Moderna: UK authorises next-generation bivalent vaccine
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The most common form of defence against coronavirus is the vaccine; these have been produced by the likes of Pfizer, AstraZeneca, and Moderna and have been plunged into the arms of millions worldwide.
However, these form just one part of the gamut of vaccine types which exist. These vaccines are known as variant-specific vaccines.
Variant-specific vaccines are vaccines which are used to protect the body against just a single variant of a virus. The jabs produced so far have been designed to protect against the original strain of coronavirus.
The next step is for variant-specific boosters; a type of vaccine which is already in existence and soon to be injected into the arms of Britons this winter as the UK has become the first country to order doses of a new type of vaccine.
The vaccine in question is known as a bivalent vaccine. Produced by Moderna, a bivalent vaccine is designed to protect the body from not one, but two, strains of a virus.
The strains in question are the original variant of COVID-19 and Omicron BA.1 – the original strain of Omicron which spread through the country last winter; the hope is that this new vaccine will protect many more people as the year enters its second half.
Speaking about the approve of the new vaccine, the MHRA (Medicines and Healthcare products Regulatory Agency)’s Chief Executive, Doctor June Raine said: “I am pleased to announce the approval of the Moderna bivalent booster vaccine, which was found in the clinical trial to provide a strong immune response against the Omicron BA.1 variant as well as the original 2020 strain.
“We have in place a comprehensive safety surveillance strategy for monitoring the safety of all UK-approved COVID-19 vaccines and this will include the vaccine approved today.”
While the most prevalent type of vaccine is one which is provided to a patient through a needle, it isn’t the only way the protective treatment can be delivered.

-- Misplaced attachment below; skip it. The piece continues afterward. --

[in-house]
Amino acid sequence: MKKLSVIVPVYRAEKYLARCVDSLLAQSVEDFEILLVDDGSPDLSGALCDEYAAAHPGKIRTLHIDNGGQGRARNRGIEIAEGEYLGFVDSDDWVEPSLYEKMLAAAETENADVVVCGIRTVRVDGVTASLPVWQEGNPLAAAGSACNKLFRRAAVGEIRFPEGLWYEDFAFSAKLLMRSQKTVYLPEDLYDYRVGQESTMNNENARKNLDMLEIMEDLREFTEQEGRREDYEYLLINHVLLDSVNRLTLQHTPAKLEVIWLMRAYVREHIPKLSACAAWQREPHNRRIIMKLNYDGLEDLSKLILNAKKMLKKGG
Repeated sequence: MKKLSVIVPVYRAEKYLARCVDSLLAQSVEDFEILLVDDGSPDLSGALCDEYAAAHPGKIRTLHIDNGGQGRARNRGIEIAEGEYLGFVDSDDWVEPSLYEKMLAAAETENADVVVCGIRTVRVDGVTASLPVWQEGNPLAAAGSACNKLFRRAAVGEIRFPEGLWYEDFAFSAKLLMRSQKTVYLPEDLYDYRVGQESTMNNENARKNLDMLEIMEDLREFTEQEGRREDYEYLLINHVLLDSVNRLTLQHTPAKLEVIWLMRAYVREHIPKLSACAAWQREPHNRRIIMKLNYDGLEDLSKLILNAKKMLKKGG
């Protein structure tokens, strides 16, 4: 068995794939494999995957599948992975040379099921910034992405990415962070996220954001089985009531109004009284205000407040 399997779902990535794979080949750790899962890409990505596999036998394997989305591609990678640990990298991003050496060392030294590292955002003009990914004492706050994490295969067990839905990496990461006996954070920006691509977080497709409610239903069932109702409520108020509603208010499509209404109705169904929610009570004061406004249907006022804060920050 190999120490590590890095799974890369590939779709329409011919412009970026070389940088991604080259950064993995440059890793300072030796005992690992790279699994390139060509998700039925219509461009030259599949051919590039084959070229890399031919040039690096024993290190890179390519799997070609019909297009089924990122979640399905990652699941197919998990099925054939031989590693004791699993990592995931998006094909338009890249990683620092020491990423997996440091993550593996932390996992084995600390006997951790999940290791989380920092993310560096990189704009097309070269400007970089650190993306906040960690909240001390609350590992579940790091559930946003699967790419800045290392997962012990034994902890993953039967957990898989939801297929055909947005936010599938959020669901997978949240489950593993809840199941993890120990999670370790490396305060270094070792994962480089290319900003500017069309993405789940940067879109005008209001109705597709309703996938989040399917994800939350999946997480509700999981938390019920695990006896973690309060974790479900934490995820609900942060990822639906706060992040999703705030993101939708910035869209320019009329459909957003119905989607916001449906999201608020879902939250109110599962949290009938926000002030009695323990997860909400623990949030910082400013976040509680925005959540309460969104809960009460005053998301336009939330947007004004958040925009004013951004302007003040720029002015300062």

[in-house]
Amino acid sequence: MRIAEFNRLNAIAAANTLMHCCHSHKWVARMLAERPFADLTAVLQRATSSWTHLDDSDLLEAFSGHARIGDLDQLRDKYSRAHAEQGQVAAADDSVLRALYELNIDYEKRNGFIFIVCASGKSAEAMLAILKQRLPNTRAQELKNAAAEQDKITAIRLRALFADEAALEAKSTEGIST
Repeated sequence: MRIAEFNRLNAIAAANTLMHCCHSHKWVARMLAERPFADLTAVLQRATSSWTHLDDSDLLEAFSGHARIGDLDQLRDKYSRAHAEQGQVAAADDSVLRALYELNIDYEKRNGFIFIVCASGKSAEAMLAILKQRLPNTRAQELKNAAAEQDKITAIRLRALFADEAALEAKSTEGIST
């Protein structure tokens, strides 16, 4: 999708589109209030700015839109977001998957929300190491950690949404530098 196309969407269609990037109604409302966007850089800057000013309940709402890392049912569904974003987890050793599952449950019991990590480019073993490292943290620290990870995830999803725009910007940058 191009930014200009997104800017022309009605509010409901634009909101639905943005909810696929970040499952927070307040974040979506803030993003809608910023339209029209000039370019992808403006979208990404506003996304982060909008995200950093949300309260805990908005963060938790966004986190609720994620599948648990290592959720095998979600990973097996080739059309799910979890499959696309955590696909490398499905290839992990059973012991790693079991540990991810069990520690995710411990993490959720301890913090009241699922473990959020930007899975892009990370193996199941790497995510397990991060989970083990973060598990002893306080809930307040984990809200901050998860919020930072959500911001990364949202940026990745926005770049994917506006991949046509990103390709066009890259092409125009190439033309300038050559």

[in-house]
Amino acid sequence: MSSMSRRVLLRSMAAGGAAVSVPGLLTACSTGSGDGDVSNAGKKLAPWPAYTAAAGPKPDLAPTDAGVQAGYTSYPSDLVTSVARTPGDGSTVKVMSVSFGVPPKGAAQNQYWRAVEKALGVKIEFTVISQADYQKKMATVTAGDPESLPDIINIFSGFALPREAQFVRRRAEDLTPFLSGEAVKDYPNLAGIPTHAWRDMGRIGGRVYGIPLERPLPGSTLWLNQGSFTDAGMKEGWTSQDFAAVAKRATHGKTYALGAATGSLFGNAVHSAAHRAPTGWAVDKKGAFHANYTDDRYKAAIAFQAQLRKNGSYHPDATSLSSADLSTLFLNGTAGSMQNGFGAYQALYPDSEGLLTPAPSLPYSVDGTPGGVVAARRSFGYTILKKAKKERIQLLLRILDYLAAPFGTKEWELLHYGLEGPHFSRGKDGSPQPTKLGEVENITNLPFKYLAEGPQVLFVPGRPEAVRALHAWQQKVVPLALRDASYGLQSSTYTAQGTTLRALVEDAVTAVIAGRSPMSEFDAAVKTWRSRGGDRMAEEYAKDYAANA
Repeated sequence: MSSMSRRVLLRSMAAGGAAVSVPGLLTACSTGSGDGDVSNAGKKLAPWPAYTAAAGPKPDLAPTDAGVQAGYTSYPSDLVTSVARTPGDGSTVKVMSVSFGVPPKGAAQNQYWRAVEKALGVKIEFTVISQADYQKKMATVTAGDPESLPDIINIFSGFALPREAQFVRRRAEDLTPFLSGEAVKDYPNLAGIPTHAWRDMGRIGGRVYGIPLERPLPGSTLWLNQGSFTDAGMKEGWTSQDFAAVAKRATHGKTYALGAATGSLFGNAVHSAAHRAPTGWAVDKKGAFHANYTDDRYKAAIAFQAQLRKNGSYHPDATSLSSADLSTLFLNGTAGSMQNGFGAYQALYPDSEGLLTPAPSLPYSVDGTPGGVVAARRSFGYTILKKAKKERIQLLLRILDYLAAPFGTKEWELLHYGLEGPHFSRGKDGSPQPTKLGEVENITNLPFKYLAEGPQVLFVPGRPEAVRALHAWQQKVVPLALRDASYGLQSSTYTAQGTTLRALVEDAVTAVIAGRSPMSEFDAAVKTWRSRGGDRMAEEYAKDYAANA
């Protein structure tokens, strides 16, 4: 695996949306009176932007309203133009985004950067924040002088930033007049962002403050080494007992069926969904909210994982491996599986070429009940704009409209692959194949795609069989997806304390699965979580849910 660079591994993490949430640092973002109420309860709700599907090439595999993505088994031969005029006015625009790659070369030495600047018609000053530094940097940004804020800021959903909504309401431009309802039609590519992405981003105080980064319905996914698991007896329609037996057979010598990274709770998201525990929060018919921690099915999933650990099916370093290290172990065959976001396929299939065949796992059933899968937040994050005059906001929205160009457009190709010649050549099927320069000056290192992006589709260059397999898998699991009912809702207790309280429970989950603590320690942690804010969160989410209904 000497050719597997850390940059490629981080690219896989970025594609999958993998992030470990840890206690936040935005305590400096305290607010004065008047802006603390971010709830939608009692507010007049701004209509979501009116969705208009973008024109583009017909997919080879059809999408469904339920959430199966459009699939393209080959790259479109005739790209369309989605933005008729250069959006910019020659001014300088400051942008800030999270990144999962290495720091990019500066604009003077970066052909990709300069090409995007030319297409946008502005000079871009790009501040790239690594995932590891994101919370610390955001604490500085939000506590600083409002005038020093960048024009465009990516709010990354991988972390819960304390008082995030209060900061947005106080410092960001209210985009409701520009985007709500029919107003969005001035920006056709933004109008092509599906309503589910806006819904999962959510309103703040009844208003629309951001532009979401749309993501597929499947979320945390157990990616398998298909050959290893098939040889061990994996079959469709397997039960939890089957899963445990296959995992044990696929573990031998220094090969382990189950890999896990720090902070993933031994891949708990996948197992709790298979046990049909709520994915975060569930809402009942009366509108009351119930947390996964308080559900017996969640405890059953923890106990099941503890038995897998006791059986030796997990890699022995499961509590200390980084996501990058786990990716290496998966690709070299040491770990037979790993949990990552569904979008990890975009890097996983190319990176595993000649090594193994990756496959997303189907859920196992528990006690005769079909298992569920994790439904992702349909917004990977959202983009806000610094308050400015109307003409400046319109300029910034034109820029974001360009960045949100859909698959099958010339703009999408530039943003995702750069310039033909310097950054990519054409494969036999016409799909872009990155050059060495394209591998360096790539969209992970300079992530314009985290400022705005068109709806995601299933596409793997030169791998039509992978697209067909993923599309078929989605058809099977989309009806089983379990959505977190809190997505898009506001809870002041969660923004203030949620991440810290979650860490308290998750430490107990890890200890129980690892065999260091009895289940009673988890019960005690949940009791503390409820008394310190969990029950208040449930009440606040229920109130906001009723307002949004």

Scientists are also working on a new generation of vaccines which can be delivered through the nose. The reason why researchers are attempting to develop this new type of vaccine is because the current needle based jabs do little to stimulate antibodies in the tissues lining the nose and airways.
Why is this important?
This is important because mucosal immunity – the type gained from this area – is the body’s first line of defence against respiratory illness. By fortifying this area, the risk of developing COVID-19 – a respiratory illness – could fall significantly.
Nasal vaccines are also currently used to reduce the risk of someone developing seasonal illness as a result of flu while there are currently 12 nasal vaccines in clinical development.
As well as vaccines being ingested through the nose, another company, Vaxart, is working on a vaccine pill, one which could be taken like any other.
The vaccine showed promising results in a trial conducted in July and uses an adenovirus to deliver instructions for making the Covid spike protein in the gut; this production causes the release of antibodies to fight the virus.
In the small scale trial, almost 50 percent of volunteers showed raised levels of antibodies in saliva and nasal samples than those who had previously been infected with Covid. And the antibodies lasted for around six months. A phase two trial of the vaccine pill, featuring around 900 participants, is currently underway.
What about future variants? How do we protect against those?
Currently, most vaccines are reactive, they’re responding to variants currently in circulation. The ultimate goal would be to have a vaccine which could be injected now and respond to variants in the future.
Known as a pan-coronavirus vaccine, this is being developed in the US and the only candidate for a pan-coronavirus vaccine is the Walter Reed Army Institute of Research.
Other teams, meanwhile, are working on something slightly different and attempting to develop a vaccine which could protect the body from all forms of coronavirus such as SARS and the common cold.
While this sounds promising, these pan-coronavirus vaccines are a long way from reality. What very much is a reality is the arrival of new vaccines, and the continuing presence of COVID-19.
The virus has devastated communities around the world, and so far taken the lives of around 200,000 people in the UK; a number which will likely grow further as the UK heads into the colder months.
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